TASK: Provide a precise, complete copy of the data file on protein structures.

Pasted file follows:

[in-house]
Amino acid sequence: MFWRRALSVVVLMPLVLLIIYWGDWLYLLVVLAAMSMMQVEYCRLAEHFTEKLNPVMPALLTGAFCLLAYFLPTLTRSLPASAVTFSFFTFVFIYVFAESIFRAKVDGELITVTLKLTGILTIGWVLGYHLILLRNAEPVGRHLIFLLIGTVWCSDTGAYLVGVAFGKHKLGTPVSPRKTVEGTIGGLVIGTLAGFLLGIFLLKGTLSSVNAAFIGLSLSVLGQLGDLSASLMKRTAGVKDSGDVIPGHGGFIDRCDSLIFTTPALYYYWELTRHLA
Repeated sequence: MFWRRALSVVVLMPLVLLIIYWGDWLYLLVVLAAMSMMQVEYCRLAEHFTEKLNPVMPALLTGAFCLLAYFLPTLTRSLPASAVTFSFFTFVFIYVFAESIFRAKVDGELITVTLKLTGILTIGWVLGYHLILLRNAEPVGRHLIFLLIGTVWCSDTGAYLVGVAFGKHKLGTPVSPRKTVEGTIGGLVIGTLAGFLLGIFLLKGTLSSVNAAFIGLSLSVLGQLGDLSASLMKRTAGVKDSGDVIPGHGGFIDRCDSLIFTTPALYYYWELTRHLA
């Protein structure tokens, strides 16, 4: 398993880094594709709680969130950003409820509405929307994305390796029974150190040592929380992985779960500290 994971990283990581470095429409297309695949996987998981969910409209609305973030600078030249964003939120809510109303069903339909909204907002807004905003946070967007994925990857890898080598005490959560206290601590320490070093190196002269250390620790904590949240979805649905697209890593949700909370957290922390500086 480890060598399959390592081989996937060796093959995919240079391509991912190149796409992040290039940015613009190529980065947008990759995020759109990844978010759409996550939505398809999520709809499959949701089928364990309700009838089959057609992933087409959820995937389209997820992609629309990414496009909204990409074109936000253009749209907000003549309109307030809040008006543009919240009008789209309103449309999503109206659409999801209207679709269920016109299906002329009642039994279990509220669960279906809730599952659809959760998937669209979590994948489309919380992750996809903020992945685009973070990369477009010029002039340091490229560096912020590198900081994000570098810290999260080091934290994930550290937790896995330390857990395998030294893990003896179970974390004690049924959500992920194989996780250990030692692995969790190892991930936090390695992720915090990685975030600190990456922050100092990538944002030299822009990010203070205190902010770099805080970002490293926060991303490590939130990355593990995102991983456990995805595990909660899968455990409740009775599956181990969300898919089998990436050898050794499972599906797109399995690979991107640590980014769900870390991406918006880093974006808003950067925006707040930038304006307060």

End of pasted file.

[in-house]
Amino acid sequence: MFWRRALSVVVLMPLVLLIIYWGDWLYLLVVLAAMSMMQVEYCRLAEHFTEKLNPVMPALLTGAFCLLAYFLPTLTRSLPASAVTFSFFTFVFIYVFAESIFRAKVDGELITVTLKLTGILTIGWVLGYHLILLRNAEPVGRHLIFLLIGTVWCSDTGAYLVGVAFGKHKLGTPVSPRKTVEGTIGGLVIGTLAGFLLGIFLLKGTLSSVNAAFIGLSLSVLGQLGDLSASLMKRTAGVKDSGDVIPGHGGFIDRCDSLIFTTPALYYYWELTRHLA
Repeated sequence: MFWRRALSVVVLMPLVLLIIYWGDWLYLLVVLAAMSMMQVEYCRLAEHFTEKLNPVMPALLTGAFCLLAYFLPTLTRSLPASAVTFSFFTFVFIYVFAESIFRAKVDGELITVTLKLTGILTIGWVLGYHLILLRNAEPVGRHLIFLLIGTVWCSDTGAYLVGVAFGKHKLGTPVSPRKTVEGTIGGLVIGTLAGFLLGIFLLKGTLSSVNAAFIGLSLSVLGQLGDLSASLMKRTAGVKDSGDVIPGHGGFIDRCDSLIFTTPALYYYWELTRHLA
């Protein structure tokens, strides 16, 4: 398993880094594709709680969130950003409820509405929307994305390796029974150190040592929380992985779960500290 994971990283990581470095429409297309695949996987998981969910409209609305973030600078030249964003939120809510109303069903339909909204907002807004905003946070967007994925990857890898080598005490959560206290601590320490070093190196002269250390620790904590949240979805649905697209890593949700909370957290922390500086 480890060598399959390592081989996937060796093959995919240079391509991912190149796409992040290039940015613009190529980065947008990759995020759109990844978010759409996550939505398809999520709809499959949701089928364990309700009838089959057609992933087409959820995937389209997820992609629309990414496009909204990409074109936000253009749209907000003549309109307030809040008006543009919240009008789209309103449309999503109206659409999801209207679709269920016109299906002329009642039994279990509220669960279906809730599952659809959760998937669209979590994948489309919380992750996809903020992945685009973070990369477009010029002039340091490229560096912020590198900081994000570098810290999260080091934290994930550290937790896995330390857990395998030294893990003896179970974390004690049924959500992920194989996780250990030692692995969790190892991930936090390695992720915090990685975030600190990456922050100092990538944002030299822009990010203070205190902010770099805080970002490293926060991303490590939130990355593990995102991983456990995805595990909660899968455990409740009775599956181990969300898919089998990436050898050794499972599906797109399995690979991107640590980014769900870390991406918006880093974006808003950067925006707040930038304006307060």